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Notice

Policy for Discontinuance of World Aeronautical Chart Series

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AGENCY:

Federal Aviation Administration (FAA), DOT.

ACTION:

Notice of policy to discontinue the World Aeronautical Chart.

SUMMARY:

This notice announces the FAA's decision to discontinue providing the World Aeronautical Chart series. Technological advances in aviation navigation capabilities and charting products have made the World Aeronautical Chart series largely obsolete. Charting customers have shifted towards digital chart products. The World Aeronautical Charts are a derivative product from our more detailed Sectional Aeronautical Chart series. With aviators using the more detailed large scale Sectional Aeronautical Charts and often the digital versions in the moving map technology found in modern electronic flight bag system, the World Aeronautical Charts are no longer needed. The discontinuance of this low-demand product allows the FAA to apply those resources to continue to modernize charting for safe and efficient navigation.

DATES:

June 23, 2015.

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FOR FURTHER INFORMATION CONTACT:

For questions or comments concerning this action, contact Mr. Eric Freed, Aeronautical Information Services, Enroute and Visual Charting Group, Manager, Air Traffic Organization, AJV-5200, Federal Aviation Administration, 1305 East-West HWY, Silver Spring, MD 20910; telephone (301) 427-5080, email eric.freed@faa.gov.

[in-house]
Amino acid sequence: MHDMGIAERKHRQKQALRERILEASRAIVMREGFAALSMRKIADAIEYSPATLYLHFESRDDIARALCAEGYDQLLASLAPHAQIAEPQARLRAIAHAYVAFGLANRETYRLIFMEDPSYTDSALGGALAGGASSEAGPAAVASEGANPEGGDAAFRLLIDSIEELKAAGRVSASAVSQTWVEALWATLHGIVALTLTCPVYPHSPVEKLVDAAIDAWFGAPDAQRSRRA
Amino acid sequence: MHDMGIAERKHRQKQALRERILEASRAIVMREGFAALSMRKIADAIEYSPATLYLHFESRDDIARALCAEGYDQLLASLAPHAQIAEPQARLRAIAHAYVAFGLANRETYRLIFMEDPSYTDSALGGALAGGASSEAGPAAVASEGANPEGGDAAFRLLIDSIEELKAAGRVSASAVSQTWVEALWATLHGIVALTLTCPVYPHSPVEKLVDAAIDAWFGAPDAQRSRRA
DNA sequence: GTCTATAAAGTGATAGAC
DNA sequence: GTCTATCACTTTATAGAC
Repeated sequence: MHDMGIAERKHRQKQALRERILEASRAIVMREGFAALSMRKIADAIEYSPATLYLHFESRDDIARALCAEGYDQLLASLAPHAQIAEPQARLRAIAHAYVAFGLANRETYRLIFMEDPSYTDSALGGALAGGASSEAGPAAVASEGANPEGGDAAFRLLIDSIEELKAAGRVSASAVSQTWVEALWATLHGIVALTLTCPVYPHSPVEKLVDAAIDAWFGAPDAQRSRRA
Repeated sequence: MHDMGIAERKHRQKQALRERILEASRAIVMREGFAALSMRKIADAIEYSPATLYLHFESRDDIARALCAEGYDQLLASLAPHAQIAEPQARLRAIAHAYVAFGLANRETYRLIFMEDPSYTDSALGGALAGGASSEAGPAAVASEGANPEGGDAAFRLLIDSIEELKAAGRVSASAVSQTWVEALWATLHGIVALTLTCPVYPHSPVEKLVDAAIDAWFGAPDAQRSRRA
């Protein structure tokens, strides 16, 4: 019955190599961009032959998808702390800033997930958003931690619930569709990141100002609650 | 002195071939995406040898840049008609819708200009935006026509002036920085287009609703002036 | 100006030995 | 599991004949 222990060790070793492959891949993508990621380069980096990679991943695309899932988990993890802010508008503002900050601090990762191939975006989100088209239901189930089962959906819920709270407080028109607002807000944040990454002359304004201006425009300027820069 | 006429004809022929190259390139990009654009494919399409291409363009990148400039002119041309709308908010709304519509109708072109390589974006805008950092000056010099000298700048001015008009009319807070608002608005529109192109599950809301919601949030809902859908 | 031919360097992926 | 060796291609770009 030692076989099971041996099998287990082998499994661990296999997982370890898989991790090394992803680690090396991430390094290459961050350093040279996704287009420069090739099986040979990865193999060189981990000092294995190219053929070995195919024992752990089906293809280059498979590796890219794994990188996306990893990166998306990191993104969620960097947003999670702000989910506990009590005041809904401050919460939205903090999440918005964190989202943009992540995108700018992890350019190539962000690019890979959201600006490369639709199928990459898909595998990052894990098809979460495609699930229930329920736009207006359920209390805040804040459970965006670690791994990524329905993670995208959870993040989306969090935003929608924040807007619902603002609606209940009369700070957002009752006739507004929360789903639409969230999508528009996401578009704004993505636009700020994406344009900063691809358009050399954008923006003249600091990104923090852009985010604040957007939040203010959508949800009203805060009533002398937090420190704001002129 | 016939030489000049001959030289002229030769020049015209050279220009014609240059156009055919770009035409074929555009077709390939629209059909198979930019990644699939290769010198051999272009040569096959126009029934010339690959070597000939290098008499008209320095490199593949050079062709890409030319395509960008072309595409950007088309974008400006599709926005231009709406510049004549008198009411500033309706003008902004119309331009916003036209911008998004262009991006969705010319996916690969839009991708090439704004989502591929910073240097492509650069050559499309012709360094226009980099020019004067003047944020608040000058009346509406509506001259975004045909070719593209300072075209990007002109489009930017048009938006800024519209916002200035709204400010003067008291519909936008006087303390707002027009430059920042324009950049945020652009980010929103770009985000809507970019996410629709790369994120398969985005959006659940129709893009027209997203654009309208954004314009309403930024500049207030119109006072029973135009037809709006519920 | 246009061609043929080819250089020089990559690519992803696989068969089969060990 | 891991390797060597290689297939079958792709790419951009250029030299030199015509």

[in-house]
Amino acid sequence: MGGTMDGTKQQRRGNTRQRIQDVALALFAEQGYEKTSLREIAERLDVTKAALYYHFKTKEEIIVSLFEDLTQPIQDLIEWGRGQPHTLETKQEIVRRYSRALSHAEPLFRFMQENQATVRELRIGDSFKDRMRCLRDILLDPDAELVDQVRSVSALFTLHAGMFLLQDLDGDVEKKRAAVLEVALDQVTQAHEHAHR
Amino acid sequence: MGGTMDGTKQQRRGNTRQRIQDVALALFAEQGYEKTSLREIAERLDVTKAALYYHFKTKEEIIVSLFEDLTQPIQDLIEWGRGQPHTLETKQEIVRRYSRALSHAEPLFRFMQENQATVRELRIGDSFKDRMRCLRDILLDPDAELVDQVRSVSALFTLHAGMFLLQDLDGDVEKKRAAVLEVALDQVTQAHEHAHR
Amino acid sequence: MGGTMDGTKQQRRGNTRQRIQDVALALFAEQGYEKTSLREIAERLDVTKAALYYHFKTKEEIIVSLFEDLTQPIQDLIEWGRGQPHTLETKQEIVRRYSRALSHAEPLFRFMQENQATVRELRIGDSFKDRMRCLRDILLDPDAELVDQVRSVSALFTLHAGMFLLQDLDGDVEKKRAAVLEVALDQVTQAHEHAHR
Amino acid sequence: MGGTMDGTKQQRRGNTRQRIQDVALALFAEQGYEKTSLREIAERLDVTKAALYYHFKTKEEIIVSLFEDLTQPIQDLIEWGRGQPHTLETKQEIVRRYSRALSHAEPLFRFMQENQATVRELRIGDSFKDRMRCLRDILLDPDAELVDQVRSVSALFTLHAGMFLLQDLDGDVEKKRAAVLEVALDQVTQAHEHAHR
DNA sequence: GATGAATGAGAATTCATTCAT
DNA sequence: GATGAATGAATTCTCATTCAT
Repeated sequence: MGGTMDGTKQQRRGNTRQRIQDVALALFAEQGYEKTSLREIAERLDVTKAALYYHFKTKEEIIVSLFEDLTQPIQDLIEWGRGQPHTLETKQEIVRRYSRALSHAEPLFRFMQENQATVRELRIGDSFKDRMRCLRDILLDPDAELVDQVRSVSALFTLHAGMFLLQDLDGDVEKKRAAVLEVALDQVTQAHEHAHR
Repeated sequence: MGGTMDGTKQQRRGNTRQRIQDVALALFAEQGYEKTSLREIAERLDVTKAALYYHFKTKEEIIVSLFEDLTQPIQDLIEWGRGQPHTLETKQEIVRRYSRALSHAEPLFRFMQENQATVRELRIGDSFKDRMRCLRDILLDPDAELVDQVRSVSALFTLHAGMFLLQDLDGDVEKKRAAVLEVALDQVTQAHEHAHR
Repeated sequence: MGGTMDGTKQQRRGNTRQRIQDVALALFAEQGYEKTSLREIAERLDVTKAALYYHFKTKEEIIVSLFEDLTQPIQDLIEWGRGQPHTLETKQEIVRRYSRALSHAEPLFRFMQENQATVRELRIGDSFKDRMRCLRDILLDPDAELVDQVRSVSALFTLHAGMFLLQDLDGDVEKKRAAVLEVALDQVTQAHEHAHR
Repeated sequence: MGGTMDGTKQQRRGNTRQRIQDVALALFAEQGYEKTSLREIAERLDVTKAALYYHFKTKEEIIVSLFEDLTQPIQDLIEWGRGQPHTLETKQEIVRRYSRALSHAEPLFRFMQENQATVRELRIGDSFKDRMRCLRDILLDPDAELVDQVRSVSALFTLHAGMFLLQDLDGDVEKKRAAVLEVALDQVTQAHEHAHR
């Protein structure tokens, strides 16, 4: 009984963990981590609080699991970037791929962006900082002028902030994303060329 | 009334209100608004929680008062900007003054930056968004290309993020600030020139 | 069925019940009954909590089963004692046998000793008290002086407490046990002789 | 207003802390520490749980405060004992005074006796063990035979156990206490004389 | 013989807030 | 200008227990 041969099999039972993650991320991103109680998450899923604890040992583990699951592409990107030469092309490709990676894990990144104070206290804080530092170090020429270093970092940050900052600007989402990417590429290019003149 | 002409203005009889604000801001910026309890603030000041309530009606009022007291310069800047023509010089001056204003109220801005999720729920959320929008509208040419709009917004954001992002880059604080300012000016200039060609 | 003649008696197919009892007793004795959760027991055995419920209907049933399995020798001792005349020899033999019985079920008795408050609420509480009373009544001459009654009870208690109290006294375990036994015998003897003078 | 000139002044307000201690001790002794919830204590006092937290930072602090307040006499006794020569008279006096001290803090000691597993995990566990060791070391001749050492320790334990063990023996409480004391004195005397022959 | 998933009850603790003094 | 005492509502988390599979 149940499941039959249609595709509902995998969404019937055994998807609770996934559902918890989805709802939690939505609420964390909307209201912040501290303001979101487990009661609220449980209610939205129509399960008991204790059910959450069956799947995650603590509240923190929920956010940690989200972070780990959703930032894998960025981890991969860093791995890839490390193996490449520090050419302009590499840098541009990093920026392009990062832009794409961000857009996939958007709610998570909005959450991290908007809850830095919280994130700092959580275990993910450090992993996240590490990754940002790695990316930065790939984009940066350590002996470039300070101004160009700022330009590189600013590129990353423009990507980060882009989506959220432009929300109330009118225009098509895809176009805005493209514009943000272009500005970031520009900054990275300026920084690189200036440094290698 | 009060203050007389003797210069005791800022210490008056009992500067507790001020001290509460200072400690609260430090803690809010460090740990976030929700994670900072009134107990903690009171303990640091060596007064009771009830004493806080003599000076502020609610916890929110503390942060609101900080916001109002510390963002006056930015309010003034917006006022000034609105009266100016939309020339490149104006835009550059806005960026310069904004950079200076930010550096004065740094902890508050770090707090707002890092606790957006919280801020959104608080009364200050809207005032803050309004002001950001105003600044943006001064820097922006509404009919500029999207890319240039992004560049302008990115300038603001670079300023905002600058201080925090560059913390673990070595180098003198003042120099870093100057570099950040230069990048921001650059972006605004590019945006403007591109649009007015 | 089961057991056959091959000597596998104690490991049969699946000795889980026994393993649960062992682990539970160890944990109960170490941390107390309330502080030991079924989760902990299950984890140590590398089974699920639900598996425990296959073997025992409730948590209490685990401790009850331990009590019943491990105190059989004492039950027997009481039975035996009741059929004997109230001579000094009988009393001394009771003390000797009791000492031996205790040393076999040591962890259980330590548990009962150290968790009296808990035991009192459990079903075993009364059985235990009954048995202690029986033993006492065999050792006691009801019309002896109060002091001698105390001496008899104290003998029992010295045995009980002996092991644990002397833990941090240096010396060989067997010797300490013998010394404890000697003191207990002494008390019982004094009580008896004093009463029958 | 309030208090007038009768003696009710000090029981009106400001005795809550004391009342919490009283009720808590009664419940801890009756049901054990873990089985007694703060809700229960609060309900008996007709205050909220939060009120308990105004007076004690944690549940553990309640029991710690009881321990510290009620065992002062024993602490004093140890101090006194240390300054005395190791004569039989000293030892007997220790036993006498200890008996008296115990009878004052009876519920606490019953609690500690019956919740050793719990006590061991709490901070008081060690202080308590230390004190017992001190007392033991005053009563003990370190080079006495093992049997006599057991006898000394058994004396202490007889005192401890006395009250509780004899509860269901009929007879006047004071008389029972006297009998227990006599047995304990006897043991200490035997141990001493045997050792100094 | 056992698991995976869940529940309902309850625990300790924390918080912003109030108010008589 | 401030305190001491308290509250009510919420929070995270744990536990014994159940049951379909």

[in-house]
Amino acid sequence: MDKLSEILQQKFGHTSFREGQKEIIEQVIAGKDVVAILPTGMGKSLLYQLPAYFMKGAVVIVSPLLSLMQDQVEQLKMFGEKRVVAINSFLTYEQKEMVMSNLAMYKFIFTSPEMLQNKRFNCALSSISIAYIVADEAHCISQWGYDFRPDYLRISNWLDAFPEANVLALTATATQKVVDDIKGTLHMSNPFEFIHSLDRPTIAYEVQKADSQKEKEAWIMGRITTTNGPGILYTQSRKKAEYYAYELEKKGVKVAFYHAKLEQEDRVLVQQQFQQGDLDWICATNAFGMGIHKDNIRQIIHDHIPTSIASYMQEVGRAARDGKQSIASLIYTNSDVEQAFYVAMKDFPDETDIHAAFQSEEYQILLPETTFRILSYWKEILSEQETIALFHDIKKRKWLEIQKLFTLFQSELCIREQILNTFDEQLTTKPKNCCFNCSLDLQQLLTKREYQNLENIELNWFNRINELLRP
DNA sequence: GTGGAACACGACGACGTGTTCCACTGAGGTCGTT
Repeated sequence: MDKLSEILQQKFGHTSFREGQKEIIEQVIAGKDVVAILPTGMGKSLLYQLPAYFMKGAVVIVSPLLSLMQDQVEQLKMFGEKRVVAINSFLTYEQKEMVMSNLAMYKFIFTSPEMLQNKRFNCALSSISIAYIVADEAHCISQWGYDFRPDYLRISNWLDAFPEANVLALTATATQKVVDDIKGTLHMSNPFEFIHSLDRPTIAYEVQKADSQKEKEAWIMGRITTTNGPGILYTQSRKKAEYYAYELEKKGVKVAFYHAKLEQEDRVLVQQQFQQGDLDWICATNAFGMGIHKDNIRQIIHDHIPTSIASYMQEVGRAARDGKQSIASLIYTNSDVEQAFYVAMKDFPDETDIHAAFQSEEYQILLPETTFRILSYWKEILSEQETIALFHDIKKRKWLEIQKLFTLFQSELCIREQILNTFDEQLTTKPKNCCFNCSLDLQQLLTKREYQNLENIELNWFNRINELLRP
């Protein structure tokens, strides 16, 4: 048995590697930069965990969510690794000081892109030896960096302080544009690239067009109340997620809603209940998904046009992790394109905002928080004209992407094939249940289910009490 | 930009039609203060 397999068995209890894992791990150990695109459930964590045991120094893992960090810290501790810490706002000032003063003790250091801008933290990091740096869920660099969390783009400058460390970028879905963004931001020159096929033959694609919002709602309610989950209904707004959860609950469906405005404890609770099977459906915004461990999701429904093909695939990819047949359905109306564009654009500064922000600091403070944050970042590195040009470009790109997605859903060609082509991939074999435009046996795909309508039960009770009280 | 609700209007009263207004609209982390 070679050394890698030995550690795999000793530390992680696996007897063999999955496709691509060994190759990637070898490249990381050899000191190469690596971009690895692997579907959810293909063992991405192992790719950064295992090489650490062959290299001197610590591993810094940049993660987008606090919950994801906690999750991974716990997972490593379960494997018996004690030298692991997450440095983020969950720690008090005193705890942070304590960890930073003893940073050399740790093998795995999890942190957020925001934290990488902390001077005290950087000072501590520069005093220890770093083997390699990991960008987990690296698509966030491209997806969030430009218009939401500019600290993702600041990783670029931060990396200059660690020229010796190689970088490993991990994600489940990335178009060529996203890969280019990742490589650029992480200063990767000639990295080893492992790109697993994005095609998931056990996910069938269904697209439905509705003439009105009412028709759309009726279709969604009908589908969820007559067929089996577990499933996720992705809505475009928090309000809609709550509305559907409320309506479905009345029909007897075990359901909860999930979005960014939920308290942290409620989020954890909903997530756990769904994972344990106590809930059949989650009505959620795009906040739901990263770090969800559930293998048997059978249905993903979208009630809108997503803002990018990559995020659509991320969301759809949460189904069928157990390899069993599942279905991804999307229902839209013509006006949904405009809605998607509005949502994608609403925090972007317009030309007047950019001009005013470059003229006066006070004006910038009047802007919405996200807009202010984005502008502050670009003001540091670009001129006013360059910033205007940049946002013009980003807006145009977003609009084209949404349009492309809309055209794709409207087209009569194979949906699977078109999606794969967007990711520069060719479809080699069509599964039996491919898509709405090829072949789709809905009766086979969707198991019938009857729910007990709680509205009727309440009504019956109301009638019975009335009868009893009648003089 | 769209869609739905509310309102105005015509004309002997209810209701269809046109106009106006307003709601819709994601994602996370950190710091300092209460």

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SUPPLEMENTARY INFORMATION:

Authority

Title 49 of the United States Code, section 44721, authorizes the FAA to arrange for the publication of aeronautical maps and charts necessary for the safe and efficient movement of aircraft in air navigation. Specifically, paragraphs (d)(2)and (3) of this section provide that that the Administrator may “ . . . (2) compile, print, and disseminate aeronautical charts and related products and services of the United States and its territories and possessions; (3) compile, print, and disseminate aeronautical charts and related products and services covering international airspace as required primarily by United Stated civil aviation . . . ” (See 49 U.S.C. 44721(d)(2) and (3).)